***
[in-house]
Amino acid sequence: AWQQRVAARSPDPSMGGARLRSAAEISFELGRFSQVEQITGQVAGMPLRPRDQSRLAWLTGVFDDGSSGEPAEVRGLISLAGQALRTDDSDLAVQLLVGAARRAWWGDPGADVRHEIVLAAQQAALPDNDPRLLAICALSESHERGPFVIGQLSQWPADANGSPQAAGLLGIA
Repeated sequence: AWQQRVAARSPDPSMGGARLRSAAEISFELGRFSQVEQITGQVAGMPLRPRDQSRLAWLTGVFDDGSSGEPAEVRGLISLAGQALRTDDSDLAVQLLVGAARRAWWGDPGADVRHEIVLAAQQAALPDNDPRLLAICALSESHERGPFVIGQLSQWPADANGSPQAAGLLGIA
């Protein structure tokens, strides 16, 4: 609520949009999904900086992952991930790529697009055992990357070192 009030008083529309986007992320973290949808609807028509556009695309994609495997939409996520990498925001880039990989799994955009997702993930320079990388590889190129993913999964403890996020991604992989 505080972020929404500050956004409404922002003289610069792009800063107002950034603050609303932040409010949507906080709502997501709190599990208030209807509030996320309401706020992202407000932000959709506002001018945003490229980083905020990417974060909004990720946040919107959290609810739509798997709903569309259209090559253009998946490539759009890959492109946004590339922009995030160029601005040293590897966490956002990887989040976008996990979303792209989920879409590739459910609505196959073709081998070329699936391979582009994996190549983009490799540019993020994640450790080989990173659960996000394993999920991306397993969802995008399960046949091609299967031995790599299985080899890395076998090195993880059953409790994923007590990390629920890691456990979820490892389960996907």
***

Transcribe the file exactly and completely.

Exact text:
[in-house]
Amino acid sequence: AWQQRVAARSPDPSMGGARLRSAAEISFELGRFSQVEQITGQVAGMPLRPRDQSRLAWLTGVFDDGSSGEPAEVRGLISLAGQALRTDDSDLAVQLLVGAARRAWWGDPGADVRHEIVLAAQQAALPDNDPRLLAICALSESHERGPFVIGQLSQWPADANGSPQAAGLLGIA
Repeated sequence: AWQQRVAARSPDPSMGGARLRSAAEISFELGRFSQVEQITGQVAGMPLRPRDQSRLAWLTGVFDDGSSGEPAEVRGLISLAGQALRTDDSDLAVQLLVGAARRAWWGDPGADVRHEIVLAAQQAALPDNDPRLLAICALSESHERGPFVIGQLSQWPADANGSPQAAGLLGIA
């Protein structure tokens, strides 16, 4: 609520949009999904900086992952991930790529697009055992990357070192 009030008083529309986007992320973290949808609807028509556009695309994609495997939409996520990498925001880039990989799994955009997702993930320079990388590889190129993913999964403890996020991604992989 505080972020929404500050956004409404922002003289610069792009800063107002950034603050609303932040409010949507906080709502997501709190599990208030209807509030996320309401706020992202407000932000959709506002001018945003490229980083905020990417974060909004990720946040919107959290609810739509798997709903569309259209090559253009998946490539759009890959492109946004590339922009995030160029601005040293590897966490956002990887989040976008996990979303792209989920879409590739459910609505196959073709081998070329699936391979582009994996190549983009490799540019993020994640450790080989990173659960996000394993999920991306397993969802995008399960046949091609299967031995790599299985080899890395076998090195993880059953409790994923007590990390629920890691456990979820490892389960996907």